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Bushfire-related fish kills are an unfolding “ecological disaster”

Experts are investigating reports that thousands of fish might have been killed after rain washed ash into parts of the Macleay River.

The NSW Department of Primary Industries (DPI) said fisheries officers were dispatched after locals reported dead fish washing ashore on the banks of the Macleay River.

The fish kill is a distressing sight for residents, said local Arthur Bain.

“All along the river, fish are gasping and dying … No one has ever seen this before; it has left layers of black mud and stinking, rotting fish,” he said.

He added the scale of this fish kill was “unprecedented”, and stretches for possibly 60-70 km from where the Apsley River feeds into the Macleay River.

“It’s pretty devastating if you’re looking at a 60 km stretch of river,” he said.

“We’ve seen fish kills on the river after bushfires before, but never anything like this.”

Bain added that locals are trying to clear away the dead fish and re-oxygenate the water. However, he fears it might take years for the ecosystem to recover from the loss.

This stretch of the Macleay River experienced a similar fish kill just a couple months ago, and more mass fish kills are likely to happen in coming weeks as this record-breaking bushfire season continues.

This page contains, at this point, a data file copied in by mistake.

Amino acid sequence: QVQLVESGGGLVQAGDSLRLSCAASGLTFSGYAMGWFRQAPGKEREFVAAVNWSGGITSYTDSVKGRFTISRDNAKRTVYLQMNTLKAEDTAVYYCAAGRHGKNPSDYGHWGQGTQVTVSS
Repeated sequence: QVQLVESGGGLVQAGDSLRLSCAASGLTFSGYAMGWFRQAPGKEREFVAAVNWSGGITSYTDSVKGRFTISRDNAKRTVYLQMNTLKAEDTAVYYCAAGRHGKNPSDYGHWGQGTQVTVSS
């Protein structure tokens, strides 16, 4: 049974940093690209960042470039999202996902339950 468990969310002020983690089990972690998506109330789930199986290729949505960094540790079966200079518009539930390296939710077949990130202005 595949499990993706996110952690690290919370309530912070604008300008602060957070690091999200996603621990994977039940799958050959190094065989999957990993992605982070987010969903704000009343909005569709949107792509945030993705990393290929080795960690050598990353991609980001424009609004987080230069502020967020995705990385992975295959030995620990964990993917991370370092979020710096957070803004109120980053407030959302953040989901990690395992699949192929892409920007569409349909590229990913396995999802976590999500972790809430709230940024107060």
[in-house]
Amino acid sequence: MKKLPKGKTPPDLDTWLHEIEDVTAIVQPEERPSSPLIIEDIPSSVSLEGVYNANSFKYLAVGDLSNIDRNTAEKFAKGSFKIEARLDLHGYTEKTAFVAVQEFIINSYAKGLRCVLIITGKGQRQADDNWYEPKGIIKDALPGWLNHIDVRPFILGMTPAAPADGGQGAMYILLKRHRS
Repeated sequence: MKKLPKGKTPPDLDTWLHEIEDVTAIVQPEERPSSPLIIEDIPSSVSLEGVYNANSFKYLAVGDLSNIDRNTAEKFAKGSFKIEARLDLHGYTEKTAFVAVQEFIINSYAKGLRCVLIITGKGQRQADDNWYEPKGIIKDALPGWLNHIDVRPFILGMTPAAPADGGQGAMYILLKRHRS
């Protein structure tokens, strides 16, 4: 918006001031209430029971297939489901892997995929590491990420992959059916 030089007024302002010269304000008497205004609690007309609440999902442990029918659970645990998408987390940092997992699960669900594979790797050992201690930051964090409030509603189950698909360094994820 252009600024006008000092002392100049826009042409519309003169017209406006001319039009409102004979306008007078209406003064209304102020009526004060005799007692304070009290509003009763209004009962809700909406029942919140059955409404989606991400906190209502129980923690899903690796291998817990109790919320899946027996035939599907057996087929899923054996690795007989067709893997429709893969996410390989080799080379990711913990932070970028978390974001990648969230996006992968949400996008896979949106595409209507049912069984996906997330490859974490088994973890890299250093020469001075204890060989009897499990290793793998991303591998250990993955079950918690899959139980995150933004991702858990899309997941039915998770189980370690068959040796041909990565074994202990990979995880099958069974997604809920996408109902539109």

Heavy rain, like what many parts of NSW are experiencing at the moment, can wash ash and charcoal into river systems, leading to a spike in bacteria. As bacteria multiply, they suck oxygen out of the water, creating the perfect conditions for fish kills.

A NSW DPI spokesperson said fisheries staff have been on high alert for these circumstances since the start of bushfire season.

“Current rainfall events are adding ash from the extensive bushfires throughout the region into local catchments, as well as other organic material and sediment,” said the spokesperson.

“This can cause rapid drops to oxygen levels in the water.”

Bushfires around the country are an ongoing threat to Australia’s ecological diversity. It’s estimated that Australia-wide, more than 1 billion animals have been killed, from birds to reptiles and mammals. The danger posed to terrestrial animals is well documented, but the threat to aquatic life is less well known in the public sphere.